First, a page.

Tuesday, April 03, 2018

This came to mind today and I wrote it out, so I'm putting this up here while I have it handy.
Here's the publication order of the six books of the Spymaster Fictive Universe. It's a perfectly fine order to read them in, IMO. 
I mean, that's the order in which I learned about the characters.

So. Publication order is:
The chronological order of events is:

Forbidden Rose  (1794)
Spymaster’s Lady (1802)
Rogue Spy (1802)
My Lord and Spymaster (1811)

Black Hawk (It covers several time periods between 1794 and 1818)
Beauty Like the Night (1819)


There are three additional minor works in the Spymaster's Fictive Universe:

Gideon and the Den of Thieves (novella) (1793)
Intrigue and Mistletoe (In the anthology Mischief and Mistletoe) (1815 and a bit)
Her Ladyship's Companion (30-year-old Regency) (1818)


  1. Just a question: I recently discovered your books and I am reading my way through them. Contrary to your above listed order, Amazon lists Forbidden Rose as Book 2 and My Lord and Spymaster as Book 3 of the series. I thought that was the publication (and recommended reading) order. As I now have finished both of them, it doesn't change anything for me, I'm just curious. Actually, this reading order seemed logical to me, because I learned about a street urchin belonging to Lazarus first through Adrian's reflections in Forbidden Rose, and so Jess's memories fitted right in with what I already knew of him.

    1. I'm an advocate of either order of reading.

      In theory, each book stands on its own, (though Black Hawk should probably proceed Rogue Spy.) But I've never really had a clear consensus on which folks preferred.

    2. Since there are cross references (at least in the 3 books I have already finished), I guess each order will give the reader revelations and new insights as they proceed to learn background info for previously read books in the new ones. Besides, some references may slip the reader if they don't know the significance (I discovered on rereading a part of Spymaster's Lady the meaning of what the Service was up to with Lazarus while Annique was held at Meeks Street).

    3. Yes. And TSL was written before MLAS so it's an Easter egg to a book that comes later. I had so much fun doing there.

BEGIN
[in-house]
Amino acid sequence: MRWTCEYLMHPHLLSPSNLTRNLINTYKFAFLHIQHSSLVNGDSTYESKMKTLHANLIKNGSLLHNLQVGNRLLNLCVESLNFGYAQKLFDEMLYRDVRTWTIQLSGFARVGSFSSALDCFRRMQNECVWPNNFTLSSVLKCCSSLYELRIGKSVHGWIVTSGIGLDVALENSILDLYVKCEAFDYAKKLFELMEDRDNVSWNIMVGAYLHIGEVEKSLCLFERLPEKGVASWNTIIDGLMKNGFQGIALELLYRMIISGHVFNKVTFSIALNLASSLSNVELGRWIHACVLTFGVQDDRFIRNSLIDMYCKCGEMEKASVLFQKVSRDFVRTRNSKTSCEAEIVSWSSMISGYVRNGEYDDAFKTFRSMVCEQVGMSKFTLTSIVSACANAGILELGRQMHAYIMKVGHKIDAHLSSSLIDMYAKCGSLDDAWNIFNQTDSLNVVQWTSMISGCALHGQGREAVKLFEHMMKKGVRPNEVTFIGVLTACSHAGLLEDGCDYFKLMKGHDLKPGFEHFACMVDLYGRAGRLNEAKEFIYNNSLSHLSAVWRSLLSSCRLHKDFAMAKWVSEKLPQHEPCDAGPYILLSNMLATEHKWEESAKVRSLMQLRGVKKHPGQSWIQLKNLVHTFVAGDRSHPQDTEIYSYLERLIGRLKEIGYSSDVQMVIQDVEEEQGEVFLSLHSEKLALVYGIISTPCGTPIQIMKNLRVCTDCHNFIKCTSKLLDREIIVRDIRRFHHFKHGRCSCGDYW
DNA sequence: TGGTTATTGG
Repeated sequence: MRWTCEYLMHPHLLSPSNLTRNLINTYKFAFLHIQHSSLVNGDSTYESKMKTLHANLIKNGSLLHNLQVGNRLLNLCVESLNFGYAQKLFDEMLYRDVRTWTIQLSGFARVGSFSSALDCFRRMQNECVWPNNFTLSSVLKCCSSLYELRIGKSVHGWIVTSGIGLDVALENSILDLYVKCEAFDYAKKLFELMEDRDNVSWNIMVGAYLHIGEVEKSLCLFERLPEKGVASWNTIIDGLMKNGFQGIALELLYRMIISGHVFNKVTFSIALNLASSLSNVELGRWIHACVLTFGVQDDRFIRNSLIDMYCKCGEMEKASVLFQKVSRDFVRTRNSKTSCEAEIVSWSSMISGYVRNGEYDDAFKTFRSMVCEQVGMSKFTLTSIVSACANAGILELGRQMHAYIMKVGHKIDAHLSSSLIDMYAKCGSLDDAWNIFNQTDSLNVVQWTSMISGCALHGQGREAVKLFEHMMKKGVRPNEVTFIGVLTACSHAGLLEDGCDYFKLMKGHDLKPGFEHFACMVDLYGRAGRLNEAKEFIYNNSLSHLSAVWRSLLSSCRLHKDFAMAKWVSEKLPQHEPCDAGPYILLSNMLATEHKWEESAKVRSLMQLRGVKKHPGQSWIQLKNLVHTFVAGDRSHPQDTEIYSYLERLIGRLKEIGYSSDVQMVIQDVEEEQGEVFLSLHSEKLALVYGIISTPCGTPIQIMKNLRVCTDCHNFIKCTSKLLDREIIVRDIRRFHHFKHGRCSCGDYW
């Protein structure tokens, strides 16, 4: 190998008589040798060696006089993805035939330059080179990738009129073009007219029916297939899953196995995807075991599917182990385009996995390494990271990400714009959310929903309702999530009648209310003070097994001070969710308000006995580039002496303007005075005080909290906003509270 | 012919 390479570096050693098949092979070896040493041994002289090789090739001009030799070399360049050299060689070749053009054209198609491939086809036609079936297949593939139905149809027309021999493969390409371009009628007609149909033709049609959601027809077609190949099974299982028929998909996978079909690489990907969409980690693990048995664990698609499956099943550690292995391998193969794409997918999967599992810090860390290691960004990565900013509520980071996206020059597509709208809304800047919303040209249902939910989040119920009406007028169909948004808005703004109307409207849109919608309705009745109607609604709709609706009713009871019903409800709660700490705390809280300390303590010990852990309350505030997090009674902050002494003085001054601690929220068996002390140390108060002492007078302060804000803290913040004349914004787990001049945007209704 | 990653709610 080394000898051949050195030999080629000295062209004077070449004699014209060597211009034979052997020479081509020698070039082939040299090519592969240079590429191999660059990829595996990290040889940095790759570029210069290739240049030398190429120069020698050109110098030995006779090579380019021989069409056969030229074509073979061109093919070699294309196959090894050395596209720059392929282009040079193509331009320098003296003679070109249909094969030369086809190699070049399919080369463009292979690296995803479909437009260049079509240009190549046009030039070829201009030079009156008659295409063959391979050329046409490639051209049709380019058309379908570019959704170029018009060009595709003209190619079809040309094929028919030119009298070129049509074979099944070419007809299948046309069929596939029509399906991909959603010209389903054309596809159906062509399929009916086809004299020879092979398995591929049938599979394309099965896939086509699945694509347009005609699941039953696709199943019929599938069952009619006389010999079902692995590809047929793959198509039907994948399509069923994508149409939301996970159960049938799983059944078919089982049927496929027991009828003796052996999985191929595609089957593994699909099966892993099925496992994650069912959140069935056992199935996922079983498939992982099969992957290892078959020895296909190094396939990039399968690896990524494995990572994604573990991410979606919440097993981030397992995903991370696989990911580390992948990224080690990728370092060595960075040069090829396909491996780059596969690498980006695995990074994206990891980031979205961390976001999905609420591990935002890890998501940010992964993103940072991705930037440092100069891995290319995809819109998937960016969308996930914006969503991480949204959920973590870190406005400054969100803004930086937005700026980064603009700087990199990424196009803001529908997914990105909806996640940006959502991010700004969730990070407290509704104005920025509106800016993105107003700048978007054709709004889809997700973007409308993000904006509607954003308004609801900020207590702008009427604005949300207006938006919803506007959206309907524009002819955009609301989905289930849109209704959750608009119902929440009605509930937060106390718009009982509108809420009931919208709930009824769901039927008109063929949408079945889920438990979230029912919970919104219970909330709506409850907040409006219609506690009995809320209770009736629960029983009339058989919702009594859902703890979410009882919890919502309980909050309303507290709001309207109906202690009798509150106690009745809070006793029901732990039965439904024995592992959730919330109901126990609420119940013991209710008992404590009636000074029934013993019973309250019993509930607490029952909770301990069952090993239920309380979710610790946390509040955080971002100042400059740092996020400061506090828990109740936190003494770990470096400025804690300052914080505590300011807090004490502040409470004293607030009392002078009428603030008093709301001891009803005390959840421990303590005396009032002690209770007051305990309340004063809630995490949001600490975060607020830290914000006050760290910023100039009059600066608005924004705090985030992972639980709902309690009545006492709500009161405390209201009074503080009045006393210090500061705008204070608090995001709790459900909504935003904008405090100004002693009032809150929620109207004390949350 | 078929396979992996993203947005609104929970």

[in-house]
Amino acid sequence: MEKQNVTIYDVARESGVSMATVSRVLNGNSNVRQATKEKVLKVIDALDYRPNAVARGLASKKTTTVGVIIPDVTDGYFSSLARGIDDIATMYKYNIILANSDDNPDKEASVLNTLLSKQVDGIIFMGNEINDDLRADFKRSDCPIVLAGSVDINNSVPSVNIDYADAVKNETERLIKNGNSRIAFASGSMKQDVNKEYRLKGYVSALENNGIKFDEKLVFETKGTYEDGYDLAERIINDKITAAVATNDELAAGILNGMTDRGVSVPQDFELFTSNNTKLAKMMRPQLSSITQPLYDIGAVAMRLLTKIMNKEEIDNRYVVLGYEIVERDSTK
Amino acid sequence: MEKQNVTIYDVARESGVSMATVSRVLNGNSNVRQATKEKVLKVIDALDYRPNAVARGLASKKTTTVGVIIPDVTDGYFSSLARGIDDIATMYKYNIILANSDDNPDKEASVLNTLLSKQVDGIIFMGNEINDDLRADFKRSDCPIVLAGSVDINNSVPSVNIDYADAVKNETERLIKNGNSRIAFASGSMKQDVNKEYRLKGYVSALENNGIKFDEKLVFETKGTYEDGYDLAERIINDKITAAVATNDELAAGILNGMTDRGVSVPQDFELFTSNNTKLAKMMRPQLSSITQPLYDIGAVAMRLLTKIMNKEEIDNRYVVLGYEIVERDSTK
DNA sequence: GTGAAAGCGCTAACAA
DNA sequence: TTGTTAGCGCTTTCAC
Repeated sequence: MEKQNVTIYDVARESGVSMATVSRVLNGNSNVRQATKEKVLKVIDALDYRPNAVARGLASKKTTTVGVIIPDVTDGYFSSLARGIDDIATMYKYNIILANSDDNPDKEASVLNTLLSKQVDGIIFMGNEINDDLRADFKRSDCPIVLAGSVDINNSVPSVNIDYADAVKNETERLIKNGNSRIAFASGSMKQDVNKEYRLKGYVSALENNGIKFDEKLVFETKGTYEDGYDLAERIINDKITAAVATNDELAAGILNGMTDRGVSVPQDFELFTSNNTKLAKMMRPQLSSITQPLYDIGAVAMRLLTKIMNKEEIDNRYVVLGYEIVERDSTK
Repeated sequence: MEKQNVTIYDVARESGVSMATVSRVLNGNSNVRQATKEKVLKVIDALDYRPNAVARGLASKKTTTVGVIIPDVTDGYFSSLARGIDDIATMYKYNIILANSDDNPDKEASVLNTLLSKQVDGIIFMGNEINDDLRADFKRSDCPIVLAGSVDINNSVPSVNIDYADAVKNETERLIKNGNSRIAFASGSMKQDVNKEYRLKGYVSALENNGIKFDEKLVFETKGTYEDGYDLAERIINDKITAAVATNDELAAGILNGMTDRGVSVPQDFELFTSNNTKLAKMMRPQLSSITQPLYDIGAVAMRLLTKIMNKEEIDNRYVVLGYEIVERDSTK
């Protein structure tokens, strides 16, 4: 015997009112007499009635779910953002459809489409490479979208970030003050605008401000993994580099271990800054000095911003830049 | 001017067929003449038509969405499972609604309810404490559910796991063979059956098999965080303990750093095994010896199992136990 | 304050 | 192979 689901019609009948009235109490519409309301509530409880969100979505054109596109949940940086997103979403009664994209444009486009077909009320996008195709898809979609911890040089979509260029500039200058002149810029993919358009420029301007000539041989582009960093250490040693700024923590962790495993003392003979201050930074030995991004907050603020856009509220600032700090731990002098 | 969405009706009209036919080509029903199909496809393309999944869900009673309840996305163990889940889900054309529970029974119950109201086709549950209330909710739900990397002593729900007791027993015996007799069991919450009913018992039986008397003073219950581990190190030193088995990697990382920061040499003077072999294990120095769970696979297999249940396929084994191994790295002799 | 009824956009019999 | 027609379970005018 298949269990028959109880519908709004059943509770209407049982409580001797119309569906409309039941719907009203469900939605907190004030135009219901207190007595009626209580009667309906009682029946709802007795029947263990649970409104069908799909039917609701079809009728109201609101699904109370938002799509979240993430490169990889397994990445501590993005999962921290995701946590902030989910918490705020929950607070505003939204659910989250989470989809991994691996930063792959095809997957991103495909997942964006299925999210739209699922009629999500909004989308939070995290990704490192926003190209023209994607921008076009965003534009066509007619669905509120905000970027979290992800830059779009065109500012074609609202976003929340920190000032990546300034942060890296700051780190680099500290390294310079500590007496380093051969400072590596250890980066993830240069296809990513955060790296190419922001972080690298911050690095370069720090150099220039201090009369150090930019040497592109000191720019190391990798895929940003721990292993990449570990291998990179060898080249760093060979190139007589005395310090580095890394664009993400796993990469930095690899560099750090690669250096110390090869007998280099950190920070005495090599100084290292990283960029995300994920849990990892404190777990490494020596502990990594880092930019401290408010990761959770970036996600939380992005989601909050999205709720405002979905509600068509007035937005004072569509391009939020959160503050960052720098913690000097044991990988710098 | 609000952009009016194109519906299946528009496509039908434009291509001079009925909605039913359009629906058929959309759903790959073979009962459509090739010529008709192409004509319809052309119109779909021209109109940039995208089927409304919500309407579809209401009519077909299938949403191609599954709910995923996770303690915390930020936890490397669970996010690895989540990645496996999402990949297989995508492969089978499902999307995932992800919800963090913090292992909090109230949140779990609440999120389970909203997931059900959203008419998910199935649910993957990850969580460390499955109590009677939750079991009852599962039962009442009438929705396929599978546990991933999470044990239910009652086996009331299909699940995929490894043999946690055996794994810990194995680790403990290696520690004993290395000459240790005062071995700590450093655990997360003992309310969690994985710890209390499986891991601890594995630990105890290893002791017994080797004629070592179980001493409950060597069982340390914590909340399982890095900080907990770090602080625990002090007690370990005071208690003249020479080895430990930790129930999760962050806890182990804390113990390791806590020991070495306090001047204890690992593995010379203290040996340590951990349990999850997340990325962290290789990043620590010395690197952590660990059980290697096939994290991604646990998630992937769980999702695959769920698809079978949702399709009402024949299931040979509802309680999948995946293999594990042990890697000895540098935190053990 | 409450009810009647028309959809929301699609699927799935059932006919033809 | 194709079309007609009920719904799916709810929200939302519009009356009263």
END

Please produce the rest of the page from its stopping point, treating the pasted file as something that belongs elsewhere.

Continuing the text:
2. Agnes5:57 AM

    Another question. Is the novella Gideon and the Den of Thieves available anywhere? I could find the two other additional stories but not this one. And since I'm already bothering you with another comment, I'd like to also ask if there is any hope that you (or your publisher) will consider adding The Spymaster's Lady audiobook to the Audible Romance Package program. For some weird reason, I can only access those books that are in the program (Audible doesn't sell them to my region).

    1. I asked Audible why it wasn't listed and they said titles get added when titles get added yada yada yada which is not very helpful, is it.

      They said one can write
      and ask for The Spymaster's Lady (or any other title) to be put in the program ...

      Sorry not to be of more help. My audio rights to TSL belong to Berkley who sold them to Tantor who (I think) now belongs to Audible which belongs to Amazon. You can see I don't have much input into this system.

    2. Thanks, I'll do that (content request). In any case, it's a relief that it isn't an unsolvable copyright issue. Audible /Amazon is weird in some ways about regional availability. And the audiobooks are delightful - Kirsten Potter does such an amazing job of narrating your books. Also, it should be useful to have the first book of the series available for a wider audience through the Romance package program.

  3. At this time Gideon and the Den of Thieves isn't available. But I do have it and I will put it up.

    I just haven't quite got my act together. Sometimes my act takes a while to get itself together, but I will eventually get there.

    I'll let everybody on my Notify list know when Gideon goes live again.